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Dr. Goggin at the MRI control panel at the Veterinary Radiosurgery and Imaging Center. Magnetic resonance imaging is an advanced cross sectional imaging technique that uses a magnet 30,000 times the strength of the earth's gravity and advanced computers to provide high quality diagnostic images.

Link to Petcure Veterinary Radiosurgery and Imaging Center website.

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Patients are placed under general anesthesia to limit motion during the imaging studies. Procedure length varies from 30 to 90 minutes depending on the area or areas evalated. Antenna like receiving coils are placed around the anatomical region evaluated to acquire the images.
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Cross sectional MRI image of a dog's head at the level of the ears, performed because the pet had a head tilt and poor balance/difficulty walking and falling to the side. The arrow points to a treatable infectious process filling the middle ear of this dog. This infection is severe, but was not evident on physical exam because this part of the middle ear is surrounded by bone and the tympanic membrane. MRI is ideal for producing high quality images of the deep soft tissue structures of the head, spine and musculoskelatal system.

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To the left is a CT scan slice through the chest and thoracic spine of a German Shepherd Dog with back pain. The arrows on the CT scan show an an infected vertebral section in the pet's spinal column (the bone appears irregular and "moth-eaten"). The infection was identified at the source of pain. A biopsy of the tissue was done after the scan to identify the specific type of organism growing in the bone (a fungus) so that the correct anti-fungal medicine could be started to treat this pet.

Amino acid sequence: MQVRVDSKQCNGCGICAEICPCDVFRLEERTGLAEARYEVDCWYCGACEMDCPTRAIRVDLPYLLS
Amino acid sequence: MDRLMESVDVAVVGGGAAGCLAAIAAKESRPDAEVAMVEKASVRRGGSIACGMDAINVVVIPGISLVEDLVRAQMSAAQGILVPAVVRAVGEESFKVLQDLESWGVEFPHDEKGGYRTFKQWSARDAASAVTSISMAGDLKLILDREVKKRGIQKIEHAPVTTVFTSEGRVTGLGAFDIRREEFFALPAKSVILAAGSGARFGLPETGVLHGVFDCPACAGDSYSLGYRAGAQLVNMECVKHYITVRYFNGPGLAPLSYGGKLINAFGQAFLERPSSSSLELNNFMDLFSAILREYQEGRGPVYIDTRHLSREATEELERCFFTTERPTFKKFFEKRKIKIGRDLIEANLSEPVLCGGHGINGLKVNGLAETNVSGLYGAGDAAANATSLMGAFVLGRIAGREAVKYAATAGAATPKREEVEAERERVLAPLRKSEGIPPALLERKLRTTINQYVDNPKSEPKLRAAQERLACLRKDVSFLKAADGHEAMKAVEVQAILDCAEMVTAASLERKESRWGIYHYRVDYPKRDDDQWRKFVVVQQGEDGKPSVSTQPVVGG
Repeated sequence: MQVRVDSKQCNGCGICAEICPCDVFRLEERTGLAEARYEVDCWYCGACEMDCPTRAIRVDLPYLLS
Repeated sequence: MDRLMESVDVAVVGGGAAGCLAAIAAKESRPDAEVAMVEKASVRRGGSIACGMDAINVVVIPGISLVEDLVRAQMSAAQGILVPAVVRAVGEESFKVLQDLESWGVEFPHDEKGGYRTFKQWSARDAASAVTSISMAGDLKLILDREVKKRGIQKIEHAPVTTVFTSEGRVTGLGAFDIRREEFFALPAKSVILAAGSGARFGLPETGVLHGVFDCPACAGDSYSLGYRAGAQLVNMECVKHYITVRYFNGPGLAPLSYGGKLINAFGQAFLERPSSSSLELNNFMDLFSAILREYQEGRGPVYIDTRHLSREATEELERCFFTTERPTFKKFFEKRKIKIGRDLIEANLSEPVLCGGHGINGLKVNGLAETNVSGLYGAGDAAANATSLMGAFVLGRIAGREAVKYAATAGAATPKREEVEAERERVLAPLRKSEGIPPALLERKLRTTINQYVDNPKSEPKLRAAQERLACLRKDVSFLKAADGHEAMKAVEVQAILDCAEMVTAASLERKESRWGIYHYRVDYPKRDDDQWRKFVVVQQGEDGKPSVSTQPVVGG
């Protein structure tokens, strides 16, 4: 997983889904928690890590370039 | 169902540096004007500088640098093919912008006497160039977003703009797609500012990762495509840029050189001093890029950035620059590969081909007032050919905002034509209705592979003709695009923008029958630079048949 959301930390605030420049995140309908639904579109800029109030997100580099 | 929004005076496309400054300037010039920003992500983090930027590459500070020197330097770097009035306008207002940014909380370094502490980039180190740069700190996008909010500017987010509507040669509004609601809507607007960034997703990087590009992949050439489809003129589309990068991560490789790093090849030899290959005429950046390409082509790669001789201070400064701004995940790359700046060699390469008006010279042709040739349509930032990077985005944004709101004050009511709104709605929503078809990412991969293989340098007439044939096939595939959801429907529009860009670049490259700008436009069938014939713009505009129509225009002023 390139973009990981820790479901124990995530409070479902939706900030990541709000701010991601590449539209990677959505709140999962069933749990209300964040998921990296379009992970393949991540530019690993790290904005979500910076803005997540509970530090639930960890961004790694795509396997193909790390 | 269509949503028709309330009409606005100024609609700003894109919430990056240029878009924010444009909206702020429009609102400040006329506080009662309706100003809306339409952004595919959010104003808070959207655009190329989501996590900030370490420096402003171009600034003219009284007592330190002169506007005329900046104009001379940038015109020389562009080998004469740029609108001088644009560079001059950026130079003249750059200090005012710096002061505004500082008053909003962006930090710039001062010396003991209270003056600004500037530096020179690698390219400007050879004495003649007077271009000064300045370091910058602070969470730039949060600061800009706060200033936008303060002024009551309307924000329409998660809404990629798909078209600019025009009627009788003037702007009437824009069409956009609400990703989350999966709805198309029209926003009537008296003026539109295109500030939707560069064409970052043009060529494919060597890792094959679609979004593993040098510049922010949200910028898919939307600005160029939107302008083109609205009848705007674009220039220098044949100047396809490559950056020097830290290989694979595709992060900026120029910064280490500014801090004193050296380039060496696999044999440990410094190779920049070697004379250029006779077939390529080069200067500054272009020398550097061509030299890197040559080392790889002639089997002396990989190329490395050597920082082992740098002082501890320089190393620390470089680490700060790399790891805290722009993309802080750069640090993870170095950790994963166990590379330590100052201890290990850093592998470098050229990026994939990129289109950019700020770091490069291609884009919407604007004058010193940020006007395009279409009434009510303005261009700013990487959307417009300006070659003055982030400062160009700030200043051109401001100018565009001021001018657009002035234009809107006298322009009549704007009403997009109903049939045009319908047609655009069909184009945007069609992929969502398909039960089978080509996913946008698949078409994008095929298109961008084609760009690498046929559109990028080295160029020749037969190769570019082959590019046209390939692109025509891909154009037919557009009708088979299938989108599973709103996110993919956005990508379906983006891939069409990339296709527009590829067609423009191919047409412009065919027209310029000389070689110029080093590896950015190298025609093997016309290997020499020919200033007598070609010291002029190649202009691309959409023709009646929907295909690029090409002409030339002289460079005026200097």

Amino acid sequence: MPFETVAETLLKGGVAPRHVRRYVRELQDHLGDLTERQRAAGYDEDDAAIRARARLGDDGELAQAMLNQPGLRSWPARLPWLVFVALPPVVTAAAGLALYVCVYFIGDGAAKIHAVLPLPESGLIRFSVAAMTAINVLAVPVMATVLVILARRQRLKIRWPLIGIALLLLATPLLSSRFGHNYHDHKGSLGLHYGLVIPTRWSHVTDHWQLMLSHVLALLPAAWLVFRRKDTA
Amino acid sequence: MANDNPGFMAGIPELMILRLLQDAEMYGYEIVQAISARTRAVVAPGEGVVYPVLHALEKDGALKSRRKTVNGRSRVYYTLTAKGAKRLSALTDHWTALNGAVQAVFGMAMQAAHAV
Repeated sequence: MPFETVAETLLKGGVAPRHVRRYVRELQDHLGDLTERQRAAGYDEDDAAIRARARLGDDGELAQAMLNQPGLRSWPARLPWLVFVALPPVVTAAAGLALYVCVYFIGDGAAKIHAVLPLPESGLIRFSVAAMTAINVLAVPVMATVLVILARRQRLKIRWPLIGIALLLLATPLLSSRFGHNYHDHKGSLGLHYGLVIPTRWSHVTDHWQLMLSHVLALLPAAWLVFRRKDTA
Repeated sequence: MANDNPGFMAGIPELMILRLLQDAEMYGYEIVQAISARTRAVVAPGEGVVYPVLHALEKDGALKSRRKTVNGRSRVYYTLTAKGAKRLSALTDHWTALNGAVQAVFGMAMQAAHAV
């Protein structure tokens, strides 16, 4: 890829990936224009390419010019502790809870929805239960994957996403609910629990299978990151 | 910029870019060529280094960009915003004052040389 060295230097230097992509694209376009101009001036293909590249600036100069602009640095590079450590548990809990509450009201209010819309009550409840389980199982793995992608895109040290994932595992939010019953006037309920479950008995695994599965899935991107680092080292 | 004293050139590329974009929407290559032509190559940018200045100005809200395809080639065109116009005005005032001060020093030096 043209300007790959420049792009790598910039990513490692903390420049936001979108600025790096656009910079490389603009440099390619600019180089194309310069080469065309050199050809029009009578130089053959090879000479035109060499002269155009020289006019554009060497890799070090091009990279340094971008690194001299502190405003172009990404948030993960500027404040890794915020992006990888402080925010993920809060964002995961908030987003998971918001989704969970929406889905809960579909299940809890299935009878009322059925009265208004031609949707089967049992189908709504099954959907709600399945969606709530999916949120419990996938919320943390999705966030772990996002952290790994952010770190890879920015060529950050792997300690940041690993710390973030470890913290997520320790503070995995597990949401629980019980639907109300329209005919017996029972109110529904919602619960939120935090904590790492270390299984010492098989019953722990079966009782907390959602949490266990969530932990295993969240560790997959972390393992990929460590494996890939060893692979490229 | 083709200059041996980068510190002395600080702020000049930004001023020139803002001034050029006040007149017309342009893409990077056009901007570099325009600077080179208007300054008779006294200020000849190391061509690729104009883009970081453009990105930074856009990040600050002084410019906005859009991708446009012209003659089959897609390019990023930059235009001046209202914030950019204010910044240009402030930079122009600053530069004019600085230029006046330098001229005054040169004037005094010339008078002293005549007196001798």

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To the left is a sagittal MRI image slice through a dog's knee. The pet's knee (stifle) was painful and a ruptured cruciate ligament was suspected. However, the MRI shows the ligaments were not damaged, but a mass was present. A biopsy was necessary after the MRI to identify the cell type of the tumor and determine the best treatment and most accurate prognosis. Identifying the tumor early was helpful in providing a cure for this patient.

 
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Click below to download a CT/MR imaging referral form. A veterinarian must fill out and fax this form to the Veterinary Radiosurgery and Imaging Center to order a CT or MRI scan.

Veterinarian's MRI or CT exam request form for Veterinary Radiosurgery and Imaging Center